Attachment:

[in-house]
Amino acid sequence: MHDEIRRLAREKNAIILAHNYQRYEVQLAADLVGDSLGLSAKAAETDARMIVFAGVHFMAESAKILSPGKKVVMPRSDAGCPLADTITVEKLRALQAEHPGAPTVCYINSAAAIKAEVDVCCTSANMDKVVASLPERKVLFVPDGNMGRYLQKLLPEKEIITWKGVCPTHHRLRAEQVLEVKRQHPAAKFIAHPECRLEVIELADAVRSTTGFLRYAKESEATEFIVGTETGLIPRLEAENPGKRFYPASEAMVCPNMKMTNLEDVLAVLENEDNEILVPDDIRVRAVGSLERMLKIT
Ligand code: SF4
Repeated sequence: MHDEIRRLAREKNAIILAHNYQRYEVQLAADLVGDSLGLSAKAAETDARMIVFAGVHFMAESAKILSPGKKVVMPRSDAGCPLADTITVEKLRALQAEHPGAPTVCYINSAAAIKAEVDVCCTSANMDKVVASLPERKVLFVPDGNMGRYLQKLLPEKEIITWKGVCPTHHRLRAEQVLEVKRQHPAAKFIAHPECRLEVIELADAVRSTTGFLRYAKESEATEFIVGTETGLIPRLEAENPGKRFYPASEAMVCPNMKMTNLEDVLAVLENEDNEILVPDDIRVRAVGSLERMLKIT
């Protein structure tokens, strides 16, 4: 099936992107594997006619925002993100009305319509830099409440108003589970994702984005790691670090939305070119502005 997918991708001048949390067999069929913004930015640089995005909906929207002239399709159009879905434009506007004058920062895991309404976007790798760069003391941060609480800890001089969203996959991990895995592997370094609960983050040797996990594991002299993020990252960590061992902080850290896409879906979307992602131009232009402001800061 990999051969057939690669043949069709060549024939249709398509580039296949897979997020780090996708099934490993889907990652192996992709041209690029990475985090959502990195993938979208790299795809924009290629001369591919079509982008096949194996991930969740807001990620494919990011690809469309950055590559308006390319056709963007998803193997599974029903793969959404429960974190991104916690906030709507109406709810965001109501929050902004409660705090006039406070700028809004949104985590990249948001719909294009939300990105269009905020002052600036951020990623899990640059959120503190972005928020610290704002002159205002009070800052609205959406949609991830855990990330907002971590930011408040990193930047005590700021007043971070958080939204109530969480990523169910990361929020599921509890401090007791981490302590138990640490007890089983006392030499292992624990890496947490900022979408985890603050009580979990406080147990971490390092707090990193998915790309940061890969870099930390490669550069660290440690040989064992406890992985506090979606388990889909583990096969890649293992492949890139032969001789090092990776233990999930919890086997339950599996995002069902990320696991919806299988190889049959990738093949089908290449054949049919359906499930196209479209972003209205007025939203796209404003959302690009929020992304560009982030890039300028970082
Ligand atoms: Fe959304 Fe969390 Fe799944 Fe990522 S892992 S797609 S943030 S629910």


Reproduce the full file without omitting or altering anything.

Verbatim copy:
[in-house]
Amino acid sequence: MHDEIRRLAREKNAIILAHNYQRYEVQLAADLVGDSLGLSAKAAETDARMIVFAGVHFMAESAKILSPGKKVVMPRSDAGCPLADTITVEKLRALQAEHPGAPTVCYINSAAAIKAEVDVCCTSANMDKVVASLPERKVLFVPDGNMGRYLQKLLPEKEIITWKGVCPTHHRLRAEQVLEVKRQHPAAKFIAHPECRLEVIELADAVRSTTGFLRYAKESEATEFIVGTETGLIPRLEAENPGKRFYPASEAMVCPNMKMTNLEDVLAVLENEDNEILVPDDIRVRAVGSLERMLKIT
Ligand code: SF4
Repeated sequence: MHDEIRRLAREKNAIILAHNYQRYEVQLAADLVGDSLGLSAKAAETDARMIVFAGVHFMAESAKILSPGKKVVMPRSDAGCPLADTITVEKLRALQAEHPGAPTVCYINSAAAIKAEVDVCCTSANMDKVVASLPERKVLFVPDGNMGRYLQKLLPEKEIITWKGVCPTHHRLRAEQVLEVKRQHPAAKFIAHPECRLEVIELADAVRSTTGFLRYAKESEATEFIVGTETGLIPRLEAENPGKRFYPASEAMVCPNMKMTNLEDVLAVLENEDNEILVPDDIRVRAVGSLERMLKIT
């Protein structure tokens, strides 16, 4: 099936992107594997006619925002993100009305319509830099409440108003589970994702984005790691670090939305070119502005 997918991708001048949390067999069929913004930015640089995005909906929207002239399709159009879905434009506007004058920062895991309404976007790798760069003391941060609480800890001089969203996959991990895995592997370094609960983050040797996990594991002299993020990252960590061992902080850290896409879906979307992602131009232009402001800061 990999051969057939690669043949069709060549024939249709398509580039296949897979997020780090996708099934490993889907990652192996992709041209690029990475985090959502990195993938979208790299795809924009290629001369591919079509982008096949194996991930969740807001990620494919990011690809469309950055590559308006390319056709963007998803193997599974029903793969959404429960974190991104916690906030709507109406709810965001109501929050902004409660705090006039406070700028809004949104985590990249948001719909294009939300990105269009905020002052600036951020990623899990640059959120503190972005928020610290704002002159205002009070800052609205959406949609991830855990990330907002971590930011408040990193930047005590700021007043971070958080939204109530969480990523169910990361929020599921509890401090007791981490302590138990640490007890089983006392030499292992624990890496947490900022979408985890603050009580979990406080147990971490390092707090990193998915790309940061890969870099930390490669550069660290440690040989064992406890992985506090979606388990889909583990096969890649293992492949890139032969001789090092990776233990999930919890086997339950599996995002069902990320696991919806299988190889049959990738093949089908290449054949049919359906499930196209479209972003209205007025939203796209404003959302690009929020992304560009982030890039300028970082
Ligand atoms: Fe959304 Fe969390 Fe799944 Fe990522 S892992 S797609 S943030 S629910």